Yes, This Knee!

Last week I had arthroscopic surgery on my right knee.  Just before the procedure, a nurse walked over with a felt-tipped pen and wrote “YES” on my right leg.  When the doctor came over, he confirmed it was my right knee that was being operated on, and then proceeded to write his initials above the “YES.”

Apparently this is how they make sure they operate on the correct body part.

That struck me as both reassuring and unnerving.  On the one hand, it was reassuring to know I wouldn’t wake up to discover a missing testicle.  But on the other hand, it was unnerving to realize I had placed my fate in the hands of a medical system that has to resort to felt-tip markers in order to prevent surgical mistakes.

In the end, of course, they operated on the right knee, and I’m happy to report that I’m healing nicely.

PS: Sadly, even writing on the correct body part sometimes fails.

10 thoughts on “Yes, This Knee!

  1. Actually, when you think about it, writing on the body part is a great bit of information architecture. It is a perfect example of right medium, right context. It is pretty resiliate – no computer failure will wipe it (although a bath might). And it’s perfectly understandable by the user – which is a good thing, really :)

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  2. When I had arthroscopic surgery on my left knee, they handed me the pen to write on which knee, which was then confirmed by the doctor and nurse. It made me feel better.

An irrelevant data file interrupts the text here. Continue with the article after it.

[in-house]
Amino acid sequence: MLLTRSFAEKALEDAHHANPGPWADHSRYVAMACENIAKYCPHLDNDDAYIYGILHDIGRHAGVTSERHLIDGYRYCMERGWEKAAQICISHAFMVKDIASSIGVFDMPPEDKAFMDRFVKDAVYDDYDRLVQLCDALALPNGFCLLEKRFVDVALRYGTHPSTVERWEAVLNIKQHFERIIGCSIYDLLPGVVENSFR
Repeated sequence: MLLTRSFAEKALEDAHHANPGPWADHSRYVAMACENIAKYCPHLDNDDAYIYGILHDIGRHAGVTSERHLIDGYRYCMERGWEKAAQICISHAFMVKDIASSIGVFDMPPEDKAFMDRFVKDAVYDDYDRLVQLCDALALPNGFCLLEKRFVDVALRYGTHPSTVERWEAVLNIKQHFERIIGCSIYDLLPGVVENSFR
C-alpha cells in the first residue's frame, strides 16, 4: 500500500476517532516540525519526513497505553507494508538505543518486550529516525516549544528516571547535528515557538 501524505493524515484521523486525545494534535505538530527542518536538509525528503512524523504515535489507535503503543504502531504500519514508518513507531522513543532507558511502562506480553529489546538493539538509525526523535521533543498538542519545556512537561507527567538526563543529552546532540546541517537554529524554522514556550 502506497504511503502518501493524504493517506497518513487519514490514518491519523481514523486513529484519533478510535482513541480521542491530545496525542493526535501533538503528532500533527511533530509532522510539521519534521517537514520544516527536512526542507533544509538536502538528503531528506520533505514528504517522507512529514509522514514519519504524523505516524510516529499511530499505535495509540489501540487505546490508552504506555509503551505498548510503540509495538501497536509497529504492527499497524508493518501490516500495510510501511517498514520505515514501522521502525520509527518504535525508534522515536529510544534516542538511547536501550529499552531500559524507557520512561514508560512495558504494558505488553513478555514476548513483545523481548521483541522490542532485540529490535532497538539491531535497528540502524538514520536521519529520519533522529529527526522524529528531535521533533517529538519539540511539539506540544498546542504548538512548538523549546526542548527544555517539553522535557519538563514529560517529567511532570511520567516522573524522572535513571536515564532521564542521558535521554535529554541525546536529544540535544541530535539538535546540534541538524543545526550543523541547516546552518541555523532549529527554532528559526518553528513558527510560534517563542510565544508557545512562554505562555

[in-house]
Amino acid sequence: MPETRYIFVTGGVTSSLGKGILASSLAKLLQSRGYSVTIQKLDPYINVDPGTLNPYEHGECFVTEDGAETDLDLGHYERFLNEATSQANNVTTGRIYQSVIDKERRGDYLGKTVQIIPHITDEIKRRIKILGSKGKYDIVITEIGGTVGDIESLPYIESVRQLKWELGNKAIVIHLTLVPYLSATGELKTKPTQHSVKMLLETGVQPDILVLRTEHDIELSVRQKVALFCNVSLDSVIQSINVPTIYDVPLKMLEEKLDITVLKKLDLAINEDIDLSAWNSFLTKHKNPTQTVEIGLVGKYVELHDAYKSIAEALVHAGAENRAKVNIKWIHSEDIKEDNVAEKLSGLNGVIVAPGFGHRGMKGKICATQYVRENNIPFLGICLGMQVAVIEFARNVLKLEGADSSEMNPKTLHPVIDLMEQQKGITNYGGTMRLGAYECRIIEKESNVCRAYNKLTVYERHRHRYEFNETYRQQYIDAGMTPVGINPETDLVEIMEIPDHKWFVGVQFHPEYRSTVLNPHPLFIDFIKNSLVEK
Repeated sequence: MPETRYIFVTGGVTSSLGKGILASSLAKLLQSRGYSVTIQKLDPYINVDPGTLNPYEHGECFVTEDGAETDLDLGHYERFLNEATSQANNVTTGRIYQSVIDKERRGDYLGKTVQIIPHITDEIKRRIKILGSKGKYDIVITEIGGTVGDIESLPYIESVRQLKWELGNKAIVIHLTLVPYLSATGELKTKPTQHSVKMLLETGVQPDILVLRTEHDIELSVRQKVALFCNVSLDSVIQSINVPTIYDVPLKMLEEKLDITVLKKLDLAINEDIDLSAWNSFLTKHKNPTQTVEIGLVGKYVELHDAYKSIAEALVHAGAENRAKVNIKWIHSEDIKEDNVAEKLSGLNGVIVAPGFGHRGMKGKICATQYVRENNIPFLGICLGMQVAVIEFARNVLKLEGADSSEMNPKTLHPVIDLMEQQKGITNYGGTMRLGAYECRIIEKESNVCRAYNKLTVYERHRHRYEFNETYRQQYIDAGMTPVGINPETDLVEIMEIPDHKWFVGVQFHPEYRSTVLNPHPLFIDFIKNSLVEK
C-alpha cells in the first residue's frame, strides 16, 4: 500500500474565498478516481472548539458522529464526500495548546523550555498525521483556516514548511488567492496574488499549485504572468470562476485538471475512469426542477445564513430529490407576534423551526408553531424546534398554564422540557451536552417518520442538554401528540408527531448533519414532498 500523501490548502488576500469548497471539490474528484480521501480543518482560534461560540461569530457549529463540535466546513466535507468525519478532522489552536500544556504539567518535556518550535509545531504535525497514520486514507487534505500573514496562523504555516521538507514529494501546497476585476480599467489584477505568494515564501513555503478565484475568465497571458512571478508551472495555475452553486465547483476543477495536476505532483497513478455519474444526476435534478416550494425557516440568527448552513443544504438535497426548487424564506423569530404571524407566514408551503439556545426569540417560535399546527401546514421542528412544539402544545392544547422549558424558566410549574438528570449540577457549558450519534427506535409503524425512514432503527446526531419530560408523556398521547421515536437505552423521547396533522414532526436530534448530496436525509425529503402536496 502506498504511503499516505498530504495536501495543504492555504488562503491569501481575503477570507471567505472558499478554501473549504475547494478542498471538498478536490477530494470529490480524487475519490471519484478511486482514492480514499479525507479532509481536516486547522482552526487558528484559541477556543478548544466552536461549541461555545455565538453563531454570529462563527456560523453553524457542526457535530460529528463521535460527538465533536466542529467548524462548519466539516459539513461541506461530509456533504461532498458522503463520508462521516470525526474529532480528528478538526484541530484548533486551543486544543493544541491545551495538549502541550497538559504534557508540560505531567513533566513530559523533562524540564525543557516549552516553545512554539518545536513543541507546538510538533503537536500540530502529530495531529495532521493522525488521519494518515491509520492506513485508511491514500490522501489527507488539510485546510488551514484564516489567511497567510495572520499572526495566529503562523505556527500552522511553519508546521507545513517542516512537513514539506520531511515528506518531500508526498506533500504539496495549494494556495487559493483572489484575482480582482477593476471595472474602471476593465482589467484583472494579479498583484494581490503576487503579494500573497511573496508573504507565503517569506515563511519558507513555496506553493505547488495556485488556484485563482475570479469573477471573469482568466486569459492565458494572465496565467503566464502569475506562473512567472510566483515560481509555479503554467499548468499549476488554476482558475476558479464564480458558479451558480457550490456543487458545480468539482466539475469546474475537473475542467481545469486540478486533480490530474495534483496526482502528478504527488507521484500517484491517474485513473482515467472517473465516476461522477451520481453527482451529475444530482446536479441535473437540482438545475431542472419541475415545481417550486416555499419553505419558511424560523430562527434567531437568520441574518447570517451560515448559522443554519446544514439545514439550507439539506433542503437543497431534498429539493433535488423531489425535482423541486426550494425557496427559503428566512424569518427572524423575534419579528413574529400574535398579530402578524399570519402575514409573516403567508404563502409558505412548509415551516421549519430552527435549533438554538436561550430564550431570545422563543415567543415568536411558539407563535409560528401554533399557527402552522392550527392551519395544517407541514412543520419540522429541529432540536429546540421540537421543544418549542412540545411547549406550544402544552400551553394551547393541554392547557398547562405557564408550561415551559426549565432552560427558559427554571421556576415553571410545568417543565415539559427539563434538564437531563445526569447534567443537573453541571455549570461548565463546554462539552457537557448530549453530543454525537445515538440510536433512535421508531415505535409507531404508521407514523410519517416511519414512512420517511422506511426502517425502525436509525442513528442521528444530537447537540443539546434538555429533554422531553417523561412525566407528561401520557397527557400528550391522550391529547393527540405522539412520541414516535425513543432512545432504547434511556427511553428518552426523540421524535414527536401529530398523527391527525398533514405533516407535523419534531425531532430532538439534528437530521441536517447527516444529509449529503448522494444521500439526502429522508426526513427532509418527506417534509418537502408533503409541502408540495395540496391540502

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  3. Hi Nick… I was surprised by this myself last year when I ruptured my Achilles tendon. They made ME write it on my leg, though, and no less than three people confirmed that it was the right leg before I went under the anesthesia.
    After the second person asked, I grabbed the pen again and wrote “NO” on my left leg.
    It’s one of those things that makes perfect sense, but you gotta feel for the people who had mishaps BEFORE they started this practice.

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  4. I’m reminded of the poor chap who wanted to celebrate his sport team winning the competition with a tatoo. He wrote our what he wanted and handed it to the tatoo artist (tatooist?) who then applied the tatoo verbatim.
    Wouldn’t have been such a problem, except the instructions said ‘right arm’ and ‘left arm’ to explain what went were. The tatoos also have this on them…

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  5. I had to get a liver biopsy done once, and after pushing on my abdomen in a handful of ways and tapping, the liver specialist took out a ball point ben and made a little “x” where he wanted to go in for the biopsy.
    Then this young medical student comes flying in, all out of breath, and apologizes profusely to the liver specialist for being late and with shaking hands takes the big biopsy needle and performed the biopsy…
    Great… nice to know that I got a referral to one of the countries leading liver specialists only to have some young medical student that’s out of breath, flustered for being late, and shaking being the one who is going to extract a little core sample of one of my vital organs.

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  6. I had hernia surgery recently one on each side and found it odd the nurse had to write yes on both sides of the stomach. Which led me to believe the incisions would be quite a bit higher than they ended up. But I’ll admit the first thing I did when I woke up was check to make sure everything was still there. All 12 fingers and 8 toes. Crap.

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